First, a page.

Universities look to attract students

The Polish educational market is becoming more and more aggressive as the number of candidates decreases every year. There are two reasons: a population decline and the emigration of young people abroad.
In 2005, the number of students decreased by 10,000. The Main Statistical Office in Warsaw calculated then that in five years time the number of young people aged 19-24 will decrease by 600,000 and in 10 years by 1.1 mln. In 2016 there will be about 40 per cent less graduates than now. Universities in fear of their own futures are competing with offers for future students.
Bielawa, where the Didactic Center of Wroclaw’s Polytechnic was established, offers students free transport throughout the city and also from nearby Dzierzoniow, a free swimming pool, fitness center, gym and sauna. It gives away tickets for cultural events organized by the city, such as the Reggae Dub Festival, and free tickets to the cinema.
“Future faculties ? for example, renewable energy sources or modern technical support ? are not enough. That is why we will propose even more for young people,” said Lukasz Masyk of the city council in Bielawa. “We don’t pauperize and many people will be encouraged to study.”
Recently the community offered a course to help graduates pass the exam to attend Polytechnic. About 100 people took advantage of the opportunity. Among them was Maria Jankowicz.
She does not know if she will continue her studies but if she does, she will choose Bielawa. “I will not have to pay for riding and I will be able to benefit from free entertainment,” she said. “The swimming pool is expensive; that is why I cannot swim more than once a week. It is worth studying just for the bonuses.”
To encourage students to attend the university, rectors are using more sophisticated advertising. Educational fairs, information brochures and traditional press advertisements are out of date.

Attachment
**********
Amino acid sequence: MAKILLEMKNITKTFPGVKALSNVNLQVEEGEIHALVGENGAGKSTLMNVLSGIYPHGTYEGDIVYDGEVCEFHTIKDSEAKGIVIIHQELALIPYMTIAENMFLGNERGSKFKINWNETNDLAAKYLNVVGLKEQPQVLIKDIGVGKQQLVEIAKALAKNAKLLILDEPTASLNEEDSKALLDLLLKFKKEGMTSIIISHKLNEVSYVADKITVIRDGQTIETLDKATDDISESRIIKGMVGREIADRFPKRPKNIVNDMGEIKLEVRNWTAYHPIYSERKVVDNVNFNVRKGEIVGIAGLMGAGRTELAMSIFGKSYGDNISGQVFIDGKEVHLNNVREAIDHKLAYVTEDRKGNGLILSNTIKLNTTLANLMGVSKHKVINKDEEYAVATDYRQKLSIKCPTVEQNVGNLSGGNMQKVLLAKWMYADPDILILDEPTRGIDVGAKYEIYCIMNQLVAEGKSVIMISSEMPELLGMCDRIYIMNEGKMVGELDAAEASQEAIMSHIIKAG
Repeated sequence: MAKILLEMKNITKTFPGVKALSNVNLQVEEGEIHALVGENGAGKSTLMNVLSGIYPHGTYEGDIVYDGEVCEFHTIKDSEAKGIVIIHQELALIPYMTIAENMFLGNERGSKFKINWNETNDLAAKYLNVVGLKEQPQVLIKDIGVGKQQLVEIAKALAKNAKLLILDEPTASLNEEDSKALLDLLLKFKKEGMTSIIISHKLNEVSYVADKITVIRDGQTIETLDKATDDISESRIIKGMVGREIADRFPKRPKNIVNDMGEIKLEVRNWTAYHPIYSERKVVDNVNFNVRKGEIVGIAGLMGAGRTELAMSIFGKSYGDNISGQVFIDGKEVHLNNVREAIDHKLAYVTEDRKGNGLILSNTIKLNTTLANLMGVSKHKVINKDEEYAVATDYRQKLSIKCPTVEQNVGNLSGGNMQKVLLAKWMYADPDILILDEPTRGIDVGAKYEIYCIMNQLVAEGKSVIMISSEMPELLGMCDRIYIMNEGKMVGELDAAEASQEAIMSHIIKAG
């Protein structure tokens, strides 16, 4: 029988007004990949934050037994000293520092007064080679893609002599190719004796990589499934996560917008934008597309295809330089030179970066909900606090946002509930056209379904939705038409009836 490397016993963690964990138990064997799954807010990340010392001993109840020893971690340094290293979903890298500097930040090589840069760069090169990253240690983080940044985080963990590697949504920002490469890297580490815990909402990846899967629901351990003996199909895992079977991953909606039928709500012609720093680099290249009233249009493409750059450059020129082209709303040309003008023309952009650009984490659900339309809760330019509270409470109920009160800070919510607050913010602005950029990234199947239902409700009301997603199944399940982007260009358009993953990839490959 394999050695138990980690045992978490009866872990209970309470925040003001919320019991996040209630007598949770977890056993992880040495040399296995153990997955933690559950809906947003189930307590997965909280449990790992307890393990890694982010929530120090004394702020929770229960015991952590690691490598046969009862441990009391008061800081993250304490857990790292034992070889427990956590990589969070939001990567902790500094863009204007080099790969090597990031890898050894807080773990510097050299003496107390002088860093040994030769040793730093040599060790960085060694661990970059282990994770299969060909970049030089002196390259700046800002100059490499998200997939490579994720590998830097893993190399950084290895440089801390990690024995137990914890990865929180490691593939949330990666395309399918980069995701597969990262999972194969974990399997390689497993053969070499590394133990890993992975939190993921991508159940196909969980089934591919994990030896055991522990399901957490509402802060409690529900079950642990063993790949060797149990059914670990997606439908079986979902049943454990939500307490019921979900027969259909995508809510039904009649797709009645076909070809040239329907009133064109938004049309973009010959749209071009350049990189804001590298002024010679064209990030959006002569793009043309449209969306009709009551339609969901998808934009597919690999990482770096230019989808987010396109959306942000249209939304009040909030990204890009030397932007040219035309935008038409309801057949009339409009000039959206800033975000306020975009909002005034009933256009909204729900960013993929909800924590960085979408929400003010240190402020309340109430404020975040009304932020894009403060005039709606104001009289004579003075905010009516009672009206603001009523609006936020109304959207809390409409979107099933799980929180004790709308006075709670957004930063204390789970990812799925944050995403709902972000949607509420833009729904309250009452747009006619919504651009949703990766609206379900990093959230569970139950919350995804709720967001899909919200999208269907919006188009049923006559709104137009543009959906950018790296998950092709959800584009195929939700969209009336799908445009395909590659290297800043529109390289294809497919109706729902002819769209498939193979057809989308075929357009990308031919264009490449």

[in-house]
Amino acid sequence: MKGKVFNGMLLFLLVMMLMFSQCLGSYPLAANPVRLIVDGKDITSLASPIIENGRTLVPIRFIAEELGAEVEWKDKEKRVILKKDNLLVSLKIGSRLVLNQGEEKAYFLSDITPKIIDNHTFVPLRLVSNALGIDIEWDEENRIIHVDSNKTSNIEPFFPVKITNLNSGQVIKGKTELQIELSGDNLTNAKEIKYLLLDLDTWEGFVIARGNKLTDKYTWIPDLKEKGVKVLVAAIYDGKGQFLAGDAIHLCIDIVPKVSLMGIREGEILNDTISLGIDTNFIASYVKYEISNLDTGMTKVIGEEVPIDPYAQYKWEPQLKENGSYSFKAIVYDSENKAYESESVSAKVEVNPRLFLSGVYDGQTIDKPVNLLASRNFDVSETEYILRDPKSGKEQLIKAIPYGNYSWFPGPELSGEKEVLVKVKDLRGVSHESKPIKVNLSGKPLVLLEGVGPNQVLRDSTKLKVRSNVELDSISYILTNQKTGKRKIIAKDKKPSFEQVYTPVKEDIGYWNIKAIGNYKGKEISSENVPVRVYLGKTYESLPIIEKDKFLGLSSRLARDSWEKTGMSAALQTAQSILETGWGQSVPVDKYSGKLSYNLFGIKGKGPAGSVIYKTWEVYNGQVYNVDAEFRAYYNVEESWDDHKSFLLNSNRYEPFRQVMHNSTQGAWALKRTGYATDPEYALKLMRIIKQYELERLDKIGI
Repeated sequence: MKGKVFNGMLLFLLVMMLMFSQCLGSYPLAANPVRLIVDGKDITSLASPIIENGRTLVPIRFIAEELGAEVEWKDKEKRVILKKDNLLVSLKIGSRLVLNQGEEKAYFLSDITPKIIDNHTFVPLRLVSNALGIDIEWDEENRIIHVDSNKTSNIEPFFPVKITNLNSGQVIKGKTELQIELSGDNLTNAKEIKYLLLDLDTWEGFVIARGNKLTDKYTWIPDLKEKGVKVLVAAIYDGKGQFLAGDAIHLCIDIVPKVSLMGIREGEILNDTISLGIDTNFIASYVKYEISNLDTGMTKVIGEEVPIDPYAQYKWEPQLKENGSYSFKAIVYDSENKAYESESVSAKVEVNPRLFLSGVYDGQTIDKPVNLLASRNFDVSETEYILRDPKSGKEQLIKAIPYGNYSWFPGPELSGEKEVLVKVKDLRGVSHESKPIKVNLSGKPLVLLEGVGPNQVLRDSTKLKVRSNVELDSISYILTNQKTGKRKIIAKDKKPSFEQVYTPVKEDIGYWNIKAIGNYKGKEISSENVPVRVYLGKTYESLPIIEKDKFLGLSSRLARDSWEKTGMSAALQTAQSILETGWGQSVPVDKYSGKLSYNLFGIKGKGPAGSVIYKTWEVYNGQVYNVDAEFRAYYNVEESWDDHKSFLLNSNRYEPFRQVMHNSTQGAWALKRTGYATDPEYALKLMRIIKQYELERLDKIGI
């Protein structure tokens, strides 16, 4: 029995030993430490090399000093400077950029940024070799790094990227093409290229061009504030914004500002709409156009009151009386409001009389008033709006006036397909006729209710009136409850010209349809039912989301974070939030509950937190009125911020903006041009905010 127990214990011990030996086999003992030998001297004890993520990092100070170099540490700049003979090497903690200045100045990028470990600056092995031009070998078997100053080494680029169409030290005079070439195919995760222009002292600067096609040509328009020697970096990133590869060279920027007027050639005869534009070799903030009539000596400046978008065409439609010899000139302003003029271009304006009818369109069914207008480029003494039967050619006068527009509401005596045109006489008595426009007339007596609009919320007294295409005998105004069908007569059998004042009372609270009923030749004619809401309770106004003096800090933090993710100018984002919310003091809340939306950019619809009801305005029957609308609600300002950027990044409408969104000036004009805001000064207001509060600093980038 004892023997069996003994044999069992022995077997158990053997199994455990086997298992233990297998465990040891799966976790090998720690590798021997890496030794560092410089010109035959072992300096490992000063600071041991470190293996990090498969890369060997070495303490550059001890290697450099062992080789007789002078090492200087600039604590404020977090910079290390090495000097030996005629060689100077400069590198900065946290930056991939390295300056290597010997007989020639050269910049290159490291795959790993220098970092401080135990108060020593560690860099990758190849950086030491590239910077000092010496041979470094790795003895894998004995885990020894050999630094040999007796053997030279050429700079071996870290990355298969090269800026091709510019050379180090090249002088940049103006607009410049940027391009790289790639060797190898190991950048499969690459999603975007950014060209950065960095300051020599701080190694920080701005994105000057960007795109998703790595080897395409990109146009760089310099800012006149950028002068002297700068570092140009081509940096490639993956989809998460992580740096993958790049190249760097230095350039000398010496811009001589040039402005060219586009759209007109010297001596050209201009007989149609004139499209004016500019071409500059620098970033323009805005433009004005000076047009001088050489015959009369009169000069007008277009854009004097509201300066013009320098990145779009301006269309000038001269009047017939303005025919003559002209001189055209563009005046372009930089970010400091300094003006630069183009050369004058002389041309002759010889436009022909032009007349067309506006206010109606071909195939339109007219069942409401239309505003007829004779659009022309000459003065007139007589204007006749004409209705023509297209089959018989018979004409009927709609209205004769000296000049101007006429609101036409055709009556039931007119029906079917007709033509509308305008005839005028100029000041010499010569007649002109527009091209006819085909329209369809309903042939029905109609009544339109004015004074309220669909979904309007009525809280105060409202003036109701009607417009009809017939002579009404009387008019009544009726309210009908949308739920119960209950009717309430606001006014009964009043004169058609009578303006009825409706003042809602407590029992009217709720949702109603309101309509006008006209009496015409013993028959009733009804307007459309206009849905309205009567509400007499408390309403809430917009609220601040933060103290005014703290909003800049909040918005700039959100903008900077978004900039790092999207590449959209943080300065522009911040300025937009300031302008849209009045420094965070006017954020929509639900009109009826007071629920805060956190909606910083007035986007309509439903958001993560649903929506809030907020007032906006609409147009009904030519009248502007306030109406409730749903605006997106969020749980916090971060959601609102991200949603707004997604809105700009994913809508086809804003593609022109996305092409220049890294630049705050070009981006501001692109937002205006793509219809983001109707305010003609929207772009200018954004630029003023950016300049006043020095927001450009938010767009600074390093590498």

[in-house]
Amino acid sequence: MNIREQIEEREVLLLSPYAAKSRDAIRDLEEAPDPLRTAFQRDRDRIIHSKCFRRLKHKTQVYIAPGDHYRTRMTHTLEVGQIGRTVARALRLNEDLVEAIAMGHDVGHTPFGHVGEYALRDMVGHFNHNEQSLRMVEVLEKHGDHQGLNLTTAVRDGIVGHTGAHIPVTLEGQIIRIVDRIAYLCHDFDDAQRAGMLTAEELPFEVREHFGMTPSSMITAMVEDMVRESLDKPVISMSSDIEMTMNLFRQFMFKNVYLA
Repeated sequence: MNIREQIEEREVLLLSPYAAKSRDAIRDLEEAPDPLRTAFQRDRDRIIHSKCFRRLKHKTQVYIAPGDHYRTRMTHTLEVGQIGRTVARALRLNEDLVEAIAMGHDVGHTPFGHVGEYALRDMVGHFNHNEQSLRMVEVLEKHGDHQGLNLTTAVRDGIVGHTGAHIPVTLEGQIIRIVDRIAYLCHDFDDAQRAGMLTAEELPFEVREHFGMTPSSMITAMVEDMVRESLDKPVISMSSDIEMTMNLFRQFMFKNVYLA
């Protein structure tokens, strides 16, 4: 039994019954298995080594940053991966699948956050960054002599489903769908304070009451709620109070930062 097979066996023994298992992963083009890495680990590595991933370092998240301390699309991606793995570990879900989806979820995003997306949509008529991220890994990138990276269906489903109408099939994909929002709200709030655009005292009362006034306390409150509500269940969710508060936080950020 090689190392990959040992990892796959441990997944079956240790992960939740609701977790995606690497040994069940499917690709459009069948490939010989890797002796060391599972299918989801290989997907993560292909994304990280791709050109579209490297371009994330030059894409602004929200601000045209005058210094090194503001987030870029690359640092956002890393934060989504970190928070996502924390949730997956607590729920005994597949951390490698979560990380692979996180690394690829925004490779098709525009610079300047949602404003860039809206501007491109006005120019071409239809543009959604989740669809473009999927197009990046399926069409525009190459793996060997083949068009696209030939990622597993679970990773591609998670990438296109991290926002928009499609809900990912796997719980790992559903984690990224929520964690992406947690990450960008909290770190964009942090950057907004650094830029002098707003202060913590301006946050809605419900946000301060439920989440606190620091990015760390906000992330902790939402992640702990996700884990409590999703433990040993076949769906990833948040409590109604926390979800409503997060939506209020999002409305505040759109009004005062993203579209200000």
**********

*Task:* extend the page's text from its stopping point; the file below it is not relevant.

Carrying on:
Research conducted among students at one of Wroclaw’s universities showed that over 90 per cent of them got their information about the university from the Internet.
That is why in Walbrzych at the Higher Education School of Marketing and Enterprise, it is possible to ask questions about enrollment through Internet communicator Gadu-Gadu.
“The Internet communicator Gadu-Gadu is very popular among the young,” says Dominika Twardowska of the Higher Education School of Marketing and Enterprise. Most often, the questions are about payments and documents. Students get the answers immediately.
Universities also compete for foreign students. In Great Britain, Holland and Austria, as many as 50 per cent of the students are foreign. But in Poland, about 5 percent of the students are foreign. In addition, foreign students also are sought for short-term courses at Polish language schools and the Socrates-Erasmus program.
“Foreigners at university mean more money and additional prestige,” says Dr. Hannah Mausch, the chairman of University Center of International Education of Adam Mickiewicz University.

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